Kleber Mendonça Filho’s sophomore feature Aquarius begins in 1980 with a beguiling prologue set in the sparkling seafront city of Recife in Brazil’s northeast, which also housed his debut Neighbouring Sounds. We are introduced to Clara (Sonia Braga), a woman in her social prime, whose hair is black and tightly curled. Clara listens to Queen in her car while on the beach with her friends. The group attends a seventieth birthday party for Clara’s husband’s aunt. And like that, after just two extended scenes, the past is shed from the fabric of the film, and we are in Clara’s present-day apartment, as the now-grandmother and retiree stretches for her morning yoga routine. Many aspects of the prologue are never mentioned again — the aunt at the party remembers a passionate tryst in striking cutaways; Clara’s husband gives an emotive birthday speech but is barely remembered in the present day; Clara’s skin seems to lighten and her hair is no longer curly.
Mendonça’s seemingly incongruous opening encapsulates the journey on which Aquarius embarks. Rather than functioning as a straightforward character study, the film explores the imperceptible boundary between the past and the present, and more broadly between an individual and their society. It bursts with small moments of memory and mystery, while still telling a moving story of love, labour, and loss, mainly thanks to a considered and committed performance by Braga.
The film’s present-day plot is used primarily as a vehicle for its thematic concerns, and as such can be summarised in few words. Clara’s apartment in the Aquarius building is the last inhabited one — the rest have been bought out by developers who plan to capitalise on the site’s prime location, led by Diego (Humberto Carrão), a young engineer out to prove himself. Clara, whose identity is so strongly connected to her home, refuses to sell up, and the developers find ways to retaliate by making the building as inhospitable as possible. The eventual revelation that they purposefully infested the site with termites provides the climax of the surface plot, and enables Clara to gain a Pyrrhic moral victory even as her home is likely condemned.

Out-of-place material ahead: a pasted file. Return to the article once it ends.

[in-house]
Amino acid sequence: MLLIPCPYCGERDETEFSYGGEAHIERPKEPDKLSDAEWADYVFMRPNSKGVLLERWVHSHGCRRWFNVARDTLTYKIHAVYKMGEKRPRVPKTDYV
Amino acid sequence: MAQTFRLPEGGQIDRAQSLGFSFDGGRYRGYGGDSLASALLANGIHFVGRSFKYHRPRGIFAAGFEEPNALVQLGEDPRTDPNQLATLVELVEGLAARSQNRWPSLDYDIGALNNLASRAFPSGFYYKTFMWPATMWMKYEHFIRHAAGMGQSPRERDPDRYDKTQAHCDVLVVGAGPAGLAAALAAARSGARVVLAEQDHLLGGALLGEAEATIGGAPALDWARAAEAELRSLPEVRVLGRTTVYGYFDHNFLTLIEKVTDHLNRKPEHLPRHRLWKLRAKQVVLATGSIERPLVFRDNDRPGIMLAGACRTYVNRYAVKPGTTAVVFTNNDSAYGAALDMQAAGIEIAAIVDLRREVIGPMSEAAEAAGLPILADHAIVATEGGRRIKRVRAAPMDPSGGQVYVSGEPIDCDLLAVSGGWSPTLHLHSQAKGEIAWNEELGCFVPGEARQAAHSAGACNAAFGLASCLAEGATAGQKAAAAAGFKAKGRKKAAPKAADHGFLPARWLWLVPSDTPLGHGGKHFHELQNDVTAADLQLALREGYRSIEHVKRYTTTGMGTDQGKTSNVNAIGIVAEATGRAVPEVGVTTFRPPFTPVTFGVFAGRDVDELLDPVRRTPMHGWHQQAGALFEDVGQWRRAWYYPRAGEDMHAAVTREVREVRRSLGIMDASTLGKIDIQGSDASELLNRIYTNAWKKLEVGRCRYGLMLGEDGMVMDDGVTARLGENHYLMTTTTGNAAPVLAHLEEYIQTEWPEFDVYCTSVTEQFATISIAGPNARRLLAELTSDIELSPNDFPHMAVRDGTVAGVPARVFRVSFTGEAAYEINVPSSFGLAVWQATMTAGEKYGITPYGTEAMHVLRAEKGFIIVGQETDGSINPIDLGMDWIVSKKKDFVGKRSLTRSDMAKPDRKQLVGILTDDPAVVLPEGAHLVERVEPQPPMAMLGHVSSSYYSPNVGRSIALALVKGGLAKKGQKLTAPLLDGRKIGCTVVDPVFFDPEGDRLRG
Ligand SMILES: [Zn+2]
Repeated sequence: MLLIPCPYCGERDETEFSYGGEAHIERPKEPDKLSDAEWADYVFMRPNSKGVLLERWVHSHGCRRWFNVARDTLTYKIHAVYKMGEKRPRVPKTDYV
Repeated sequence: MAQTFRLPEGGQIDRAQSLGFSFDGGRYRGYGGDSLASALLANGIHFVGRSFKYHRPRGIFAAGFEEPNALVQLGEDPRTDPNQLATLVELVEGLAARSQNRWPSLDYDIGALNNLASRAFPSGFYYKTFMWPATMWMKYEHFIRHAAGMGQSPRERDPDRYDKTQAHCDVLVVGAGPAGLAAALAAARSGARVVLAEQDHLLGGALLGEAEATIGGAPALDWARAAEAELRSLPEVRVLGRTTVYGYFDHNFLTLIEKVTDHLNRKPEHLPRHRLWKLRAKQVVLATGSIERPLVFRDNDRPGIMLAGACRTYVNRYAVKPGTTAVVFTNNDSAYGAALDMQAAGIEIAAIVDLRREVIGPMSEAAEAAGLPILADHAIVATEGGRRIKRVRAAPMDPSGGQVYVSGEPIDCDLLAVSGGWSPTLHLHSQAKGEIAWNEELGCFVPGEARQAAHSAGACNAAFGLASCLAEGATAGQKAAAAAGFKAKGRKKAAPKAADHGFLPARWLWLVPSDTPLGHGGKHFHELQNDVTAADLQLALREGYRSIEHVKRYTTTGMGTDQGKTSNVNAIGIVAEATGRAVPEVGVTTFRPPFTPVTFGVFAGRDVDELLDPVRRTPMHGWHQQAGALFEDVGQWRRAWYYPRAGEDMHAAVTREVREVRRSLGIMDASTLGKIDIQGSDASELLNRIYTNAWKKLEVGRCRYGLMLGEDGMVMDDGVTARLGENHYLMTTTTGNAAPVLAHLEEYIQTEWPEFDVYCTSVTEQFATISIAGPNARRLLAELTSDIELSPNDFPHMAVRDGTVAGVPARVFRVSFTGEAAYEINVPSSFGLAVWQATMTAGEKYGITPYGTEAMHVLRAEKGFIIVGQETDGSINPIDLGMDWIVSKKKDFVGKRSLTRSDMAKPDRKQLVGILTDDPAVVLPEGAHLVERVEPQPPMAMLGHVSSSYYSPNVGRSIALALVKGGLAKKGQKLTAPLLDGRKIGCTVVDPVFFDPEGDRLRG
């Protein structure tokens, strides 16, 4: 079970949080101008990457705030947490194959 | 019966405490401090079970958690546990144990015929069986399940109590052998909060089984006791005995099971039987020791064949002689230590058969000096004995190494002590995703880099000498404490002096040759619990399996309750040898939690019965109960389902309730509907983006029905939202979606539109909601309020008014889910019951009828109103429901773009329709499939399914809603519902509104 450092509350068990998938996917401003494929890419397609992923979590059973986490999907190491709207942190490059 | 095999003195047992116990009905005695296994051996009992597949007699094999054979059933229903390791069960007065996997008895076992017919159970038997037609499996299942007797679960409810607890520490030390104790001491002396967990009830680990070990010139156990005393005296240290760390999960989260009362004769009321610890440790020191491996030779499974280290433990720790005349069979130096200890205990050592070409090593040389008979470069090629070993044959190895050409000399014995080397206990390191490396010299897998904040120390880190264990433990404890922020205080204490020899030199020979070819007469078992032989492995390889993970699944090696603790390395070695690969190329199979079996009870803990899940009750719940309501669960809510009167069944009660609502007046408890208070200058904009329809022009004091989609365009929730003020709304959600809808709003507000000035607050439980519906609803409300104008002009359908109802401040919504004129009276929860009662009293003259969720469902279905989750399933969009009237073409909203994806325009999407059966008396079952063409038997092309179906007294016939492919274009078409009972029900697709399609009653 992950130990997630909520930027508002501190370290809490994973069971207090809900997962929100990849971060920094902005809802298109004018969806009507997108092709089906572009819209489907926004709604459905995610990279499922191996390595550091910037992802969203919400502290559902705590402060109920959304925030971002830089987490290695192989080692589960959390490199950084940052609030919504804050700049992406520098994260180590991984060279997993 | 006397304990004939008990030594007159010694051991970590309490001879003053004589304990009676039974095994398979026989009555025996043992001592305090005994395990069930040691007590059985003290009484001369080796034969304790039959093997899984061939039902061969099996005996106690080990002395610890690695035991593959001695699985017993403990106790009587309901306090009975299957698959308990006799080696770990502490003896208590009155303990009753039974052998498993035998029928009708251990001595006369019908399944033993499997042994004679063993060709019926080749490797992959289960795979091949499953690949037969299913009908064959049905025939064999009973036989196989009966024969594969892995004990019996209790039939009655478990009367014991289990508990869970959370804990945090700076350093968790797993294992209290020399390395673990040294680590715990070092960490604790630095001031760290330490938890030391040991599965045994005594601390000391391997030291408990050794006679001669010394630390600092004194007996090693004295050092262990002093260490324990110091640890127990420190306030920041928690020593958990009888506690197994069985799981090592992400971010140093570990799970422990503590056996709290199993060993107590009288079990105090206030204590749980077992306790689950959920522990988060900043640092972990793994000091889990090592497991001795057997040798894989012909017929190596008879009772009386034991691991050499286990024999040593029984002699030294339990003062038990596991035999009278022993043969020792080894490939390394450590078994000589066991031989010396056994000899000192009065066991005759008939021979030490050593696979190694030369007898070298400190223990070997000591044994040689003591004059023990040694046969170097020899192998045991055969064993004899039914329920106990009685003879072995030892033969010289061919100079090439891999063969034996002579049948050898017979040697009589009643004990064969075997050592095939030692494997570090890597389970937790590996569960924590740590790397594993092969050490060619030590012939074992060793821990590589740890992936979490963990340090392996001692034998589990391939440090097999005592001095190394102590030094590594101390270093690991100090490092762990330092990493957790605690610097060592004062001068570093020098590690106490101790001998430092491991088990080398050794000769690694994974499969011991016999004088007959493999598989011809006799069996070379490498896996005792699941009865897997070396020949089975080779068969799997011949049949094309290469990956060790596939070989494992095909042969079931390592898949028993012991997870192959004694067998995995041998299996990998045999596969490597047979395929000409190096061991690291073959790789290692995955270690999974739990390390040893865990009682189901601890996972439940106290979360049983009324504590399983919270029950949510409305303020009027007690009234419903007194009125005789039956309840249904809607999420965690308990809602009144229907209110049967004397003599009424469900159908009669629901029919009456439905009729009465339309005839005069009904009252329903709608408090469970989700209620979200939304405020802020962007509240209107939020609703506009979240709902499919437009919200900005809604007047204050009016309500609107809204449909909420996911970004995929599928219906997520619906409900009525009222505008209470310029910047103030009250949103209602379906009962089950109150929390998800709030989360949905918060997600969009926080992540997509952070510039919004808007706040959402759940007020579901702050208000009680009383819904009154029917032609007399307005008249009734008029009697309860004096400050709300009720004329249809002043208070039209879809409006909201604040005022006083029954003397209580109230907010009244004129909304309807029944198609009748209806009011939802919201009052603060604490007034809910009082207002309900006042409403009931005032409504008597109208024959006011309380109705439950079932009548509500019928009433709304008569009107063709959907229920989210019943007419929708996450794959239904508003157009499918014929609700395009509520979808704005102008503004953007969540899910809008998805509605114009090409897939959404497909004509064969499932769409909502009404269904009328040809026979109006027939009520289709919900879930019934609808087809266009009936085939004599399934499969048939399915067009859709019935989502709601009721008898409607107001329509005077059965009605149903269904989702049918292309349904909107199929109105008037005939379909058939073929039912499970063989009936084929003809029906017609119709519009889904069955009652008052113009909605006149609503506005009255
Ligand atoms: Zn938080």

Aquarius, though, is not truthfully about corporate greed. Clara is not Erin Brockovich, and Mendonça is not as interested in leading her story to a satisfying finale as he is in mining the spatial and temporal layers of her psyche. Cinematically, he eschews any consistent formal structure which could delineate places or periods of time, instead allowing Clara’s mood to define the film’s style. Early sequences establishing her status as a popular local figure, her daily routine of visits to the beach, and her ongoing relationships with her peers and family, are presented in crisp, bright clarity, with Braga able to play her character as wilful without being august, and as exuberant without becoming a cliché of the well-off older widow. As the film begins to explore the darker territory of urban decay, illness, and conflict, Mendonça’s camera starts to tighten on his characters, and his pacing begins to feel jagged and unpredictable. As Clara’s physical space — her home — begins to come under threat, the apartment is not framed in neat medium interior shots, but instead in constant reverse angles and off-centre compositions which make it impossible to understand Clara’s relative positioning in it.
Mendonça skilfully incorporates elements of visual metaphor into the plot to achieve this sense of unease and mystery. One memorable sequence, for example, shows Clara returning from a night out to see a giant piece of silvery netting hanging ethereally from the building next door. With no reference point beyond our protagonist’s subjective experience, we are unable to resolve the scene as either reality or metaphor. Is the city’s maritime heritage manifesting itself as a vision of a huge net capturing the workmen in the building like a shoal of fish? Is Clara seeing the swaying material and ruminating on the oddly organic quality of something being used for the unnatural processes of urban development? Or is it just a net, and our protagonist not truly a literate and embattled heroine but rather a posturing stick-in-the-mud?
The film takes a similarly liberal approach to understanding time, arguing forcefully that memories are inextricable from the true, present nature of a place. Clara’s internal battles with her own aging body (now missing a breast after a cancer bout), her undulating desire for romantic and sexual companionship, and her loving but no longer dependent adult children, are used to underline that her identity has been forged from experiences which deserve to be treated as equal to those occurring in the here and now.
If Aquarius has a message, it seems to be that the crime of those who would subjugate individuals’ desires in favour of progress is not necessarily mere callousness. It’s a lack of respect for the universality of experience: we’re all the only person we ever get to be, and living on our own terms is as strong a desire for one person as it is for another. Clara has become herself through a life well lived, in which love, death, Recife, Brazil, and a thousand other things have ebbed and waned and changed. Mendonça’s film, aided immeasurably by Braga’s performance, confirms his status as a perceptive chronicler of modern experience.
Aquarius is screening from February 23, 2017 at Cinema Nova in Melbourne.
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